Dutch Wealth Tax – How Bad is It Really?

Dutch Wealth Tax – How Bad is It Really?

The Dutch tax system is based three types of income. The first is income from labour, the second is income from owning a company, the third is income from wealth. A lot has been written on the Dutch wealth tax, but how bad is it really?

Wealth Tax Problems

A lot has been written by fellow personal finance bloggers about the Dutch wealth tax. It would make The Netherlands impossible to live in if you’re aiming for financial independence and early retirement.

I don’t think this is actually the case. In this post I will show you exactly how our wealth tax system works and then compare it to taxes on capital gains and income.

How the Wealth Tax Works

Officially, this system doesn’t tax your wealth. However, it assumes you make a certain return on your wealth every year, and then taxes that return.

If the system wasn’t made complex it wouldn’t be a Dutch tax system. I will try to dumb it down for you guys. In short, your total wealth excluding your primary residence counts towards this tax. You must add all financial assets such as bank accounts, investments, and such, but for example not cars. From these assets, you may deduct liabilities such as personal loans (but not your primary mortgage).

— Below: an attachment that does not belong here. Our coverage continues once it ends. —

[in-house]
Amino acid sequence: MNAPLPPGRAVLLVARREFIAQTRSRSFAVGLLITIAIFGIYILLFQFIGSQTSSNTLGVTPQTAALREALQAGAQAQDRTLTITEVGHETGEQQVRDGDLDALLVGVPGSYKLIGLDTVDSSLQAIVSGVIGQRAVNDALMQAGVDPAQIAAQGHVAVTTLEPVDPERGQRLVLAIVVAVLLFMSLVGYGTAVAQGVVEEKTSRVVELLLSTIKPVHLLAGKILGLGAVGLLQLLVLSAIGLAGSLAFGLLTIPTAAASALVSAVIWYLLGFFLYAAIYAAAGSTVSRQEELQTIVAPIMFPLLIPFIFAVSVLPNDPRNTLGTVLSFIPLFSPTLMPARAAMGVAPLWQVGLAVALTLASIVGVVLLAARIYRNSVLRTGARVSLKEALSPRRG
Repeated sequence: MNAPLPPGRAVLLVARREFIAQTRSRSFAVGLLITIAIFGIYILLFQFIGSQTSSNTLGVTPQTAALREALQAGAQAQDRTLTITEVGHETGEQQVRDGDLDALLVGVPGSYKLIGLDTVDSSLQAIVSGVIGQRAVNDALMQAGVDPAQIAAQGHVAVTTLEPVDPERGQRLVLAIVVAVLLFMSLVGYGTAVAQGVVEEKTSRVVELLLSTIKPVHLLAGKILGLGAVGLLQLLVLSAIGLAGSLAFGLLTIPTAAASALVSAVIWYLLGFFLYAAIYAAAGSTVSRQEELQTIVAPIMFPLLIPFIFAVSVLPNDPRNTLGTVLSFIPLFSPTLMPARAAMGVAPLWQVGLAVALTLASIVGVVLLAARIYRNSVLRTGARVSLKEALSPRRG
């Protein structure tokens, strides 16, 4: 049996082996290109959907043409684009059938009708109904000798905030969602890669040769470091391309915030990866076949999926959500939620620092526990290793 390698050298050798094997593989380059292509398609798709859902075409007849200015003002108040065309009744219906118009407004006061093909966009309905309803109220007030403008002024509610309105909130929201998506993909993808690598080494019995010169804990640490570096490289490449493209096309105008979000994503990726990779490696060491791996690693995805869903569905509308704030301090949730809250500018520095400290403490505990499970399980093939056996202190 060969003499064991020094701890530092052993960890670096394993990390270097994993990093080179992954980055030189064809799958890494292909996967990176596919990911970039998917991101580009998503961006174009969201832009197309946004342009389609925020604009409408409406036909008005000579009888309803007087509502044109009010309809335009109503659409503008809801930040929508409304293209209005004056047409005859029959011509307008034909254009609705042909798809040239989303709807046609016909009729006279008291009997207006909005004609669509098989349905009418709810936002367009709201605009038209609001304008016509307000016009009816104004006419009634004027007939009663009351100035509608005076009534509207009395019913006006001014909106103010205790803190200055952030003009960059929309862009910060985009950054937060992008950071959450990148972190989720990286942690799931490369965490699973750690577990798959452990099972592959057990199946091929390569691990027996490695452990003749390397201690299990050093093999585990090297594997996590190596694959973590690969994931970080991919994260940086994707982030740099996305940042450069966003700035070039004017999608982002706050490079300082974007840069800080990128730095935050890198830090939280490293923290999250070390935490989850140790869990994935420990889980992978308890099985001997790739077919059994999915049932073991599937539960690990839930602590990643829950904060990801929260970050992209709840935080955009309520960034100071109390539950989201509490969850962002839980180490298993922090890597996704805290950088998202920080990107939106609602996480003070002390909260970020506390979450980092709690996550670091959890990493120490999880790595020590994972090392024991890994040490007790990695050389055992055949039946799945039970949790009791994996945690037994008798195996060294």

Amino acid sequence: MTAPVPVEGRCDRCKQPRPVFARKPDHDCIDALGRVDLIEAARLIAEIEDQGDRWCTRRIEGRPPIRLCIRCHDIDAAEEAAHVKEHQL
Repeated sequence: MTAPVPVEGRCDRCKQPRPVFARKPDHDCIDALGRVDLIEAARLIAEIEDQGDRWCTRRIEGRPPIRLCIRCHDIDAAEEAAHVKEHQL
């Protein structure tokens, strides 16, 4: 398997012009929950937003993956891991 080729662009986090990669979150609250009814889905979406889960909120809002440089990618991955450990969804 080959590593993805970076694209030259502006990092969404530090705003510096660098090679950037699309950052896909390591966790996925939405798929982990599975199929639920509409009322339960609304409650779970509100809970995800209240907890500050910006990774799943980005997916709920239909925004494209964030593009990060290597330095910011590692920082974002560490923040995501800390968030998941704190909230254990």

Then there are four tiers on which the wealth tax is calculated. Note that these numbers are the 2019 numbers.

TierUpper LimitTheoretical ReturnTax as % of Wealth
030,360-- (first ˜30K is free of tax)
3> 1,020,0965.600%1.68%

Note that couples filing jointly can benefit from this by doubling the thresholds.

Also note that the tax percentages are the taxes within the tier. Bumping 1 euro over a tier doesn’t mean your entire wealth it taxed according to the new percentage.

Let’s have a look at how a few scenarios would play out, and how much taxes you actually pay within this system.

Some Examples

Person A has 50k in a savings account yielding 0.3% per year. His taxable wealth is 50,000 – 30,360 or 19,640. He pays 0.58% of this, or 114 euros. His returns are a measly 150 euros. Person A really should start investing…

Person B also has 50k, but invested 40k of that in a low cost index fund. On average, he makes 6% per year (savings and investments combined). His returns are 3,000 euros of which he pays 114 euros in taxes. Now that’s more like it! He pays only 3.8% of his investment returns in wealth tax.

Couple C, have a total wealth of 150k invested in stocks yielding 7%. As a couple owning 150k, you are still in the first tier. They can deduct 60,720 from their wealth and pay 0.58% over the remaining 89,280. Their return is 10,500 and their total tax bill is 518 euros or 4.9%.

Couple D is almost retired early, they are FIRE people and have saved up a cool 700k. It is invested across stocks, bonds, real estate and crowdfunding. They earn on average 5% since they invest less aggressively. Their returns are 35,000 per year. The tax bill is 0.58% of their wealth between 60,640 and 204,020 and 1.34% of the remaining 500k. The total taxes are 7,477 euros or 21.4% of their returns.